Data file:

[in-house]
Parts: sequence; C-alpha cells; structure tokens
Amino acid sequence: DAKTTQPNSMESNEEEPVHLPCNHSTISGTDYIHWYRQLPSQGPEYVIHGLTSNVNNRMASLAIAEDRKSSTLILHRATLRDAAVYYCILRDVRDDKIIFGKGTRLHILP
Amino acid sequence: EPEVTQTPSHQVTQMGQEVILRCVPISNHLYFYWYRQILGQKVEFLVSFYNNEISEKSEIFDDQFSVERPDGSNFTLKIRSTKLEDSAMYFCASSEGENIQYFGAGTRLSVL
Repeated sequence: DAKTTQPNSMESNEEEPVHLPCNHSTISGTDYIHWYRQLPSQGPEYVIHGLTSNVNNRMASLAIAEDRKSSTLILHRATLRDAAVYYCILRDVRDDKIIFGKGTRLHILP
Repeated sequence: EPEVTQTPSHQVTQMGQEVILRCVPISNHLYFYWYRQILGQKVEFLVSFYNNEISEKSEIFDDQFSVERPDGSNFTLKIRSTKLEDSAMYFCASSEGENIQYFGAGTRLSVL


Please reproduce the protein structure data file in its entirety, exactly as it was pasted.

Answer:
[in-house]
Parts: sequence; C-alpha cells; structure tokens
Amino acid sequence: DAKTTQPNSMESNEEEPVHLPCNHSTISGTDYIHWYRQLPSQGPEYVIHGLTSNVNNRMASLAIAEDRKSSTLILHRATLRDAAVYYCILRDVRDDKIIFGKGTRLHILP
Amino acid sequence: EPEVTQTPSHQVTQMGQEVILRCVPISNHLYFYWYRQILGQKVEFLVSFYNNEISEKSEIFDDQFSVERPDGSNFTLKIRSTKLEDSAMYFCASSEGENIQYFGAGTRLSVL
Repeated sequence: DAKTTQPNSMESNEEEPVHLPCNHSTISGTDYIHWYRQLPSQGPEYVIHGLTSNVNNRMASLAIAEDRKSSTLILHRATLRDAAVYYCILRDVRDDKIIFGKGTRLHILP
Repeated sequence: EPEVTQTPSHQVTQMGQEVILRCVPISNHLYFYWYRQILGQKVEFLVSFYNNEISEKSEIFDDQFSVERPDGSNFTLKIRSTKLEDSAMYFCASSEGENIQYFGAGTRLSVL